Shortly after John Lennon was murdered, the songs “Woman” and “Watching the Wheels” were released from his album with wife Yoko Ono titled Double Fantasy.
Years later, his widow released Milk and Honey, the follow up to their Double Fantasy album, with unheard music recorded before his tragic death.
The three surviving members of The Beatles also combined vocals previously recorded by John with overdubs to include the tracks "Real Love" and "Free as a Bird" as part of an anthology released 15 years after his death.
Additionally, a live album of his music, titled Live From New York City was created posthumously.
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Lisa “Left Eye” Lopes
Almost seven years after she died, Lisa “Left Eye” Lopes' legacy was continued with the 2009 release of Eye Legacy, a compilation album consisting of not only unreleased songs by Left Eye, but also remixed tracks that had previously appeared on her first solo album, Supernova.
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At the time of his premature death at age 27, Jimi Hendrix left behind an extensive body of work that hadn’t been heard by the general public—which has been curated into multiple posthumous albums.
In fact, the guitar legend only released three studio albums with The Jimi Hendrix Experience—but left behind enough material to create 12 albums of studio recordings.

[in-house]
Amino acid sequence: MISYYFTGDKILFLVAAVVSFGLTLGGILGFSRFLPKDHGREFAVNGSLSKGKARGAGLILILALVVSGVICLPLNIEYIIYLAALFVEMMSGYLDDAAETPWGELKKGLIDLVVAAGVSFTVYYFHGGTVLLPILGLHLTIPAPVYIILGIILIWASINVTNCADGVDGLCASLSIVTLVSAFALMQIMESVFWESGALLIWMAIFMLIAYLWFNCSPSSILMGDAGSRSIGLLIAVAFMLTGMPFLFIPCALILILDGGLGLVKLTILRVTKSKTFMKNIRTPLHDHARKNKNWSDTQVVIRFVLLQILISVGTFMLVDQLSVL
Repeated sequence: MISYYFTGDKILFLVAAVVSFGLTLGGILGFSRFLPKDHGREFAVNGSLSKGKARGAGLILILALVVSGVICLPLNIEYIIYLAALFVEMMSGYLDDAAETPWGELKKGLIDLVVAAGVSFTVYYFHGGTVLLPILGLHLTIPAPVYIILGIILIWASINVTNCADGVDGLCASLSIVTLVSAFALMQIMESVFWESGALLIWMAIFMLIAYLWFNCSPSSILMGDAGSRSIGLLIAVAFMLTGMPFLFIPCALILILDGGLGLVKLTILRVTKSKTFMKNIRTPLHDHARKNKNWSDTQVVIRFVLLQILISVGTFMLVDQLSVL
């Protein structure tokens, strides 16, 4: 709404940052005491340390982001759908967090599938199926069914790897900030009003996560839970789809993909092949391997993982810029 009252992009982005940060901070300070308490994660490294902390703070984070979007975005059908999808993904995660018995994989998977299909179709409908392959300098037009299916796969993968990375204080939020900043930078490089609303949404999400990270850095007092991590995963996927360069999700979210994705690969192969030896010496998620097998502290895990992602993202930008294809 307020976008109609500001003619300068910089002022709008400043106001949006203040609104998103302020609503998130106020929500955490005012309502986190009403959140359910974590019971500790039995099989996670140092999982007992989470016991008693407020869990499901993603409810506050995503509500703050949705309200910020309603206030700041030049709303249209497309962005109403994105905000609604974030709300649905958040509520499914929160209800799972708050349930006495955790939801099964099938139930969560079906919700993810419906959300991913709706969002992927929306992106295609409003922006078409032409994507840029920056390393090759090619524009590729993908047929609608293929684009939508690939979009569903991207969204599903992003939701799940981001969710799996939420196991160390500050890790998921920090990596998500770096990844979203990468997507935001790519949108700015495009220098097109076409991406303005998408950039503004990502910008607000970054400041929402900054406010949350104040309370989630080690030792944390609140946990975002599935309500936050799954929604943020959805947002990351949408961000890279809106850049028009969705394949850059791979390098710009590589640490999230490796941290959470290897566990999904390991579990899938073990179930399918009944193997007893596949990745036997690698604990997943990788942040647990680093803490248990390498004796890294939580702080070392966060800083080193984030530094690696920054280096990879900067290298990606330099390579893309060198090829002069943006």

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Since his death on June 25, 2009, the King of Pop has released three albums.
In October 2009, This Is It was released as a soundtrack to the documentary of the same name, which was about MJ’s preparation for his London residency, also titled “This Is It.” In addition to already released tracks that related to the production, six previously unreleased tracks were included on the album.
The following year saw the release of Michael, the late Jackson 5 singer’s first official posthumous compilation album, which was also the first album of all-new Michael songs in nine years.
Most recently, on May 13, 2014, another compilation album—titled Xscape—dropped with seven songs previously recorded by MJ that had previously been cut from other albums.
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Janis Joplin had already recorded much of her second studio album, Pearl, which ended up being released just months after her death at age 27.
The rock icon had made so much progress with the album prior to her death that she personally approved and arranged the nine tracks that featured her singing.
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The Notorious B.I.G.
The Notorious B.I.G. debut album was eerily named, Ready to Die, so it’s fitting that his second studio album—and first posthumous album—was named Life After Death.
Biggie was heavily involved with the production, as he was shot and killed just two weeks shy of the release date.
Years later, Bad Boy Records dropped Born Again, which consisted primarily of unfinished material and unheard verses the rapper, born Christopher Wallace, had recorded while producing Ready to Die in the early 90s.
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Much like his East Coast counterpart, Tupac Shakur left behind a legacy that was able to live on thanks to the discovery of previously unreleased music.
Like Biggie, his first posthumous drop was actually finished while he was still alive, and released after his death on Sept. 13, 1996.
His mother went on to release six more posthumous records, which have consisted of unfinished tracks, unreleased material, remixes of old songs and collaborations with modern-day artists.